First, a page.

The Titanfall beta is over now, but I hope you had some time to play it while it was available. It’s quite good and spending considerable and dedicated time with the game helps isolate its real potential (and its potential problems). For the most part, I think it deserves the hype that it has gotten so far.
There are some things that I genuinely love in Titanfall. I love how easily you can get up entire buildings, adding that third and sorely missed dimension of many shooters. I love that your Titan will accommodate any entry shenanigans you can throw its way. And I love that it doesn’t feel like just another “thing,” whatever that broad label encompasses.
But the greatest thing about Titanfall is also one of the smallest things. So you’ve clambered about the level, endured an encounter or two with real pilots, killed a handful of incredibly ineffective grunts, and finally ground out your Titanfall counter. You throw your marker and you wait.
You’ve come a long way. In actual time, it’s been perhaps a few minutes, a single flake out of the entire pepper grinder. But in video games—especially quick, online first person shooters such as this—those minutes contain events that have the ability to effect other minutes or hours afterwards, even lifetimes in some cases.
It’s a short span, but you’ve crammed it full with things that you’ve done. Personally, by your hand, you’ve ended lives and saved others. You’ve captured resources and stood your ground, sent a message through your actions. So when your Titan lands and you rush up to it, your mouse clicks, your button presses, and your iron will is rewarded.
“Press X to Embark.” That’s such an interested choice of words. “Embark.” Many other games tell you to press X to enter or press X to reload or press X to interact. These—and many others—have effectively lost all meaning to us in game. We give them context because we understand what they do in the literal sense, but we forget that these words have implications beyond the animations that follow.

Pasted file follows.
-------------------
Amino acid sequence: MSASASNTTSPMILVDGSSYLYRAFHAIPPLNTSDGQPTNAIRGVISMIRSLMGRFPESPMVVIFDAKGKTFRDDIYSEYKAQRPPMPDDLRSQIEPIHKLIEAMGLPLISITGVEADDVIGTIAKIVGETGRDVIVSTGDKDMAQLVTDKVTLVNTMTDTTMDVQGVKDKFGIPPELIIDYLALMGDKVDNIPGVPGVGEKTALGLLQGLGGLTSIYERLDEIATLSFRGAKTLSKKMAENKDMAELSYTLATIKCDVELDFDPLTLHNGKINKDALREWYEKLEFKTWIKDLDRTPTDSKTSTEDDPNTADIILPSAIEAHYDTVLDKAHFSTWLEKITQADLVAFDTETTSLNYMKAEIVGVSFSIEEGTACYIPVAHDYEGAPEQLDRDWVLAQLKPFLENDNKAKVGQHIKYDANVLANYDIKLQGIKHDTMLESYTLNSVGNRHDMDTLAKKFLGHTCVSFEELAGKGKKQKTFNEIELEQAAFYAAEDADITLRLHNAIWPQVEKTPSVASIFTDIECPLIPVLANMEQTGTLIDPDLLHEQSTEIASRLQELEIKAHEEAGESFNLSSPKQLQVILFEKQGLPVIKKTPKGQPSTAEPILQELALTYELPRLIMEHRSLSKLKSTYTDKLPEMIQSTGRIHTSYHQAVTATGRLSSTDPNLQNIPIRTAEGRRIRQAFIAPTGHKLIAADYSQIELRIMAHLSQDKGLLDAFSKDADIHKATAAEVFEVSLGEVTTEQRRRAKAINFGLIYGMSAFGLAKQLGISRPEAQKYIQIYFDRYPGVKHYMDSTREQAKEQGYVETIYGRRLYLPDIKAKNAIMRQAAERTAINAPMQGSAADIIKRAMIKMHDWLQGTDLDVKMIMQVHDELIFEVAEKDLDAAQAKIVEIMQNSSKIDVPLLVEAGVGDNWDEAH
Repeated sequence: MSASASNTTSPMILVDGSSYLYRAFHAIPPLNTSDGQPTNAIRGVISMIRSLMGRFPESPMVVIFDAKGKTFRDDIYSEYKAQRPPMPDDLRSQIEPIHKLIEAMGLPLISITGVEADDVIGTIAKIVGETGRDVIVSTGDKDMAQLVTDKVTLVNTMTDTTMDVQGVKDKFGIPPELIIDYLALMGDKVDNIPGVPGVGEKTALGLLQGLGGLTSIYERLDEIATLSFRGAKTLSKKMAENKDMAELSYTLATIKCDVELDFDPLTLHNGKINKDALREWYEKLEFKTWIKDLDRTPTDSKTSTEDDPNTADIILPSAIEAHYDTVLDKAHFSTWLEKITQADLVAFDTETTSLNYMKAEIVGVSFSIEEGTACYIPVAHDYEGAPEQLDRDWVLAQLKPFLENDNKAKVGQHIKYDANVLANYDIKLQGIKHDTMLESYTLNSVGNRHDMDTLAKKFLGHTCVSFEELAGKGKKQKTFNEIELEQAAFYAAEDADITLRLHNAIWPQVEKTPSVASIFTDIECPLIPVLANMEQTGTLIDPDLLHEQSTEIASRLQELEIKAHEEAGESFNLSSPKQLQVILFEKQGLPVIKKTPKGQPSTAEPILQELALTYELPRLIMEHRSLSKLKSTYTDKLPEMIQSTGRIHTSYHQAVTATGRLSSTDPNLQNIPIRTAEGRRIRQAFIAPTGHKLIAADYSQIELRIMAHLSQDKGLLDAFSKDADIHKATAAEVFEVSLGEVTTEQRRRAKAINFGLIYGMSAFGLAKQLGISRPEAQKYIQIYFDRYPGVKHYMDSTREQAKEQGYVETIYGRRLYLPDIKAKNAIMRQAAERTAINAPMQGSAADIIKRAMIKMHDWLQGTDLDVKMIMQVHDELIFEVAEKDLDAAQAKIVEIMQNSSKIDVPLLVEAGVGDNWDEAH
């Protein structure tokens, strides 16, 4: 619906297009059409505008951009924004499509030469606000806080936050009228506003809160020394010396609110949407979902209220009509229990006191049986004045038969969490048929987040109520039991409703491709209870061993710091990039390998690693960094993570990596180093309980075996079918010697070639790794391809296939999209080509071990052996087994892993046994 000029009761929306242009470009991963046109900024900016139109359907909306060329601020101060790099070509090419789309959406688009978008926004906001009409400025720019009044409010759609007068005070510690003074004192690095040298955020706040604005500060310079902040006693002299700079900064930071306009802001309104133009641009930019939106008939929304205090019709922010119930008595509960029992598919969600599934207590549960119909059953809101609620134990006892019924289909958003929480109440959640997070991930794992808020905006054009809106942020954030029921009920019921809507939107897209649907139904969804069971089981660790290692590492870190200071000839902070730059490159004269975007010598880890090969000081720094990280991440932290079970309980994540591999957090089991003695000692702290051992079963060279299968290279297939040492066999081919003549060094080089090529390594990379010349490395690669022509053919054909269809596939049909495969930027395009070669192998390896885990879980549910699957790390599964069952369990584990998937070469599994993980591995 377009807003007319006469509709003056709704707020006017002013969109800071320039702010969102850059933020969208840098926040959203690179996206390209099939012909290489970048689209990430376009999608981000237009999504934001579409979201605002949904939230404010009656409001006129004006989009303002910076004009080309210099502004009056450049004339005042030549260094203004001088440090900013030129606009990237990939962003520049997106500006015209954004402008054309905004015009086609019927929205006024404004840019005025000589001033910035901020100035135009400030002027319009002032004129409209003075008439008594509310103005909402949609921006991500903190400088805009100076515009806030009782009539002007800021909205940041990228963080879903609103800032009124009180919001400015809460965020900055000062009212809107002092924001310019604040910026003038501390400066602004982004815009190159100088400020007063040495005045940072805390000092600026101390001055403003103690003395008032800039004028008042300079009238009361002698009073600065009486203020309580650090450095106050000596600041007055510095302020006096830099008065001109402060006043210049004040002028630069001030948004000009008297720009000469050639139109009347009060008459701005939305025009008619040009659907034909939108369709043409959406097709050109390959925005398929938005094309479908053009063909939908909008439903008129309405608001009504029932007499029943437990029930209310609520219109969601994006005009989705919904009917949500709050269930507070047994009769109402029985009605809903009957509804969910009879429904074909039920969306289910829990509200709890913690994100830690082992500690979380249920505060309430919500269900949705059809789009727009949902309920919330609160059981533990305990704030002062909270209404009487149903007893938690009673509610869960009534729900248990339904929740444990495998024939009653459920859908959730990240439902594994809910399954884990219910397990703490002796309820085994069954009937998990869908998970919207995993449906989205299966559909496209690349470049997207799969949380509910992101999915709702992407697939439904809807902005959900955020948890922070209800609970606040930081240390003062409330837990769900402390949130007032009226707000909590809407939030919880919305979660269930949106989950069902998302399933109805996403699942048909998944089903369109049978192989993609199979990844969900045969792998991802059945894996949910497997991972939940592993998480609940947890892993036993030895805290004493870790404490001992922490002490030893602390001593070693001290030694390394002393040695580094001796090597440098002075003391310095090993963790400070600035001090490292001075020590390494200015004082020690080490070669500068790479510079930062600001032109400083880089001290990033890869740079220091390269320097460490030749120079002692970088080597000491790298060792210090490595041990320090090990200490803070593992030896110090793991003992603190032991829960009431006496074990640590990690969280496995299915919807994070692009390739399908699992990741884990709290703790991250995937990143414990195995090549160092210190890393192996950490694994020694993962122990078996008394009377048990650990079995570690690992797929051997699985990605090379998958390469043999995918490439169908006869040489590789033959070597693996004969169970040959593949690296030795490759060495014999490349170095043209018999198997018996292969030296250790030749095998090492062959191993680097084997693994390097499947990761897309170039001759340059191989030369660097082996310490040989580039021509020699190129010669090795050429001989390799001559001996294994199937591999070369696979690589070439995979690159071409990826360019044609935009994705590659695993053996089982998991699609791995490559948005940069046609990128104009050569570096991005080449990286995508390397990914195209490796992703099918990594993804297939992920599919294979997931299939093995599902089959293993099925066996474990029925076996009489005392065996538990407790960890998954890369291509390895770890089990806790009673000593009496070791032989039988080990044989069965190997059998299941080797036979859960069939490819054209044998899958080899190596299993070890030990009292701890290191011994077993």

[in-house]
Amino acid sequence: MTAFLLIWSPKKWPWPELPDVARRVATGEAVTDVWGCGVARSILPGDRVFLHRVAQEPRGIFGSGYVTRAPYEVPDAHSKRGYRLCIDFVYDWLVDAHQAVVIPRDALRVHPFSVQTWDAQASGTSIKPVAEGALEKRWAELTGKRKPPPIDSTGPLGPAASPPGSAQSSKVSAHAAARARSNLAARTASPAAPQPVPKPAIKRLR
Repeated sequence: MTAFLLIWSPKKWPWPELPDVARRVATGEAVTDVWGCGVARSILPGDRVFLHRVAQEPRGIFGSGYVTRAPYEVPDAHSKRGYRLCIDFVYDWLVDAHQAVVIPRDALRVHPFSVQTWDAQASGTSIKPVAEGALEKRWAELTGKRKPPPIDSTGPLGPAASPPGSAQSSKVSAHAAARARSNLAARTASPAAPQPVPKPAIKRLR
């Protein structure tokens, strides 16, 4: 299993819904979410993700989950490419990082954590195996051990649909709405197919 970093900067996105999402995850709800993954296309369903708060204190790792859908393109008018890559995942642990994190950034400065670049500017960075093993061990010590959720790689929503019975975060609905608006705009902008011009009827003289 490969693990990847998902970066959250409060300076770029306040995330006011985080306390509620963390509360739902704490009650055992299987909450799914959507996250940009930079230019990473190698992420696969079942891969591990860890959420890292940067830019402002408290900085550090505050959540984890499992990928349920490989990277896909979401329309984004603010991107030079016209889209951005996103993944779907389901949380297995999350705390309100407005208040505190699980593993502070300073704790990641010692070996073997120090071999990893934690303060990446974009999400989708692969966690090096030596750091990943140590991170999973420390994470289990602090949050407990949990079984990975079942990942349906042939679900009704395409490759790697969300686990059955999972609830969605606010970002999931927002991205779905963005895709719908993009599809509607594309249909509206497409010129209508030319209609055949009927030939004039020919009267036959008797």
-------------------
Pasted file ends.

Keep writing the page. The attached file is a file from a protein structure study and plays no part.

To enter is to breach a portal, to transfer yourself from one state of being to another. It is momentous. To reload is to prepare yourself to kill again, to gird your loins against the inhumane act of ending another human. It is violent. And to interact by choice is to show consciousness, to prove your agency and your independence. It is righteous.
Now you are embarking. It is such a striking choice of words. We so rarely see that word unless we talk about those that belong in the Age of Discovery, those that live solely for adventure. How often do you go on an adventure? Gut instinct would push you towards the zero side of the spectrum, but even each instance of a video game story or multiplayer session you undertake is an adventure. You enter the unknown to emerge from the other side still breathing, still willing. Still capable.
To embark is the same. We know that while we may not have the global reach of discovering new lands or zoological specimen, what we choose to do and not to do have enormous impact on who we are and what we achieve. It is huge.
And Titanfall acknowledges this when it asks us to embark with our Titan. It is recognizing that we worked—stumbled and fell and found ourselves again—to allow ourselves the privilege of a Titan. We have embarked, and we will again. Once our more sizable, mechanized half picks us up, we will take another unknown step out of the door and fall into the unknown.
Whether purposeful in this regard or simply an attempt to stand apart from the crowd of stock verbs, it doesn’t go unnoticed. Like the difference between using that little black, round cardboard pepper shaker we all know (and own) and the wood grain, glass-embellished full grinder, we know the importance of its variance. It speaks to our dulled sensibilities, paying recognition to our daily, weekly, and monthly journeys across the unfathomable.
We may overcome or we may be defeated, standing stoic against or with it all. We will stagger as often as we soar, trying again despite or in light of our efforts. We will waver between dedication and regret, unsure of where we lie on the timeline of purpose and discovery.
We will embark.